Publisher
Tony Esposito

Editorial Director
Grace A. Luppino

Art & Production Director
David Griffith

Technical Advisor.
Anup Keswani

Illustration & Photography
Tom Brenner
Jim Herity
Julie Nightingale

Posted: Spring 2002

Developing Body, Mind and Spirit
with Calasanz Physical Arts

We've all had the experience of looking in the mirror and resolving to do something to improve our bodies. The quest for physical self-improvement may take many paths, but the one most traveled by the majority is the traditional health club membership. Many health club memberships however are abandoned because the workouts offered in these facilities soon become boring and tired. Countless repetitions in the weight room, endless hours on the treadmill, and thousands of seemingly pointless rotations on the spinning cycle have left us wondering is this all there is?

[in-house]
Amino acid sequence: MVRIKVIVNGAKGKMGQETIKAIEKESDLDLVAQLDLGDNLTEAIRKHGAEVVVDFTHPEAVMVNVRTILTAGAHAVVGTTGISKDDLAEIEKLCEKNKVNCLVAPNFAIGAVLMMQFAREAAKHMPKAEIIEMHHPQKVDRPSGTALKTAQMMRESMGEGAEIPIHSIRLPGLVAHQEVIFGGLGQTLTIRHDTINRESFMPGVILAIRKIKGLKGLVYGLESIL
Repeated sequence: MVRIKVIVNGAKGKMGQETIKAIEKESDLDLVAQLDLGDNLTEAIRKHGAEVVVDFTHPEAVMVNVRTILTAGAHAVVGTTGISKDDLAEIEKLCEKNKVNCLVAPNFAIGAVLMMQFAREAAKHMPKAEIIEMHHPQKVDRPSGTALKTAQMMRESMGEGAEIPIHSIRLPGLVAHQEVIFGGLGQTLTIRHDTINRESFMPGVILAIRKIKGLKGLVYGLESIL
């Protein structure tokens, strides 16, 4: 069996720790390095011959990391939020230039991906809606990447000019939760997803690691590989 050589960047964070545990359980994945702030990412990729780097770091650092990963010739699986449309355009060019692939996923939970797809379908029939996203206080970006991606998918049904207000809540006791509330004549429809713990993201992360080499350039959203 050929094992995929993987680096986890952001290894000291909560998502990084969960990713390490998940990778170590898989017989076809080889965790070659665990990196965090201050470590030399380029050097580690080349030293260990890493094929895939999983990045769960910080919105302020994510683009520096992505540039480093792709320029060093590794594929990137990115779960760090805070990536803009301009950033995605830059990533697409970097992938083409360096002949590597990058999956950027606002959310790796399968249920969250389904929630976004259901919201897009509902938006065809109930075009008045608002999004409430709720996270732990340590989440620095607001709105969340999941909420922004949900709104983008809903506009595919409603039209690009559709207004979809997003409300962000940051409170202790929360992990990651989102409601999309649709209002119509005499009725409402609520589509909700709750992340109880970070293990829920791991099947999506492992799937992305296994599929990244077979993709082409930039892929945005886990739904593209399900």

More of us are leaving the health clubs in search of other forms of exercise that offer an interesting physical challenge, along with the spiritual upliftment we crave. The constant assault on our psyches courtesy of cell phones, voice mail, email, pagers, instant messengers and advertising has lead many of us to seek refuge in practices that help relieve the stress of everyday life, while invigorating the body and getting all the things we want from traditional exercise... increased strength and flexibility, improved balance and circulation and an overall sense of well being. The health benefits obtained from martial arts training is unique from all other forms of exercise and that is why more and more people are joining its ranks.

(continued on the next page)

The Holistic Approach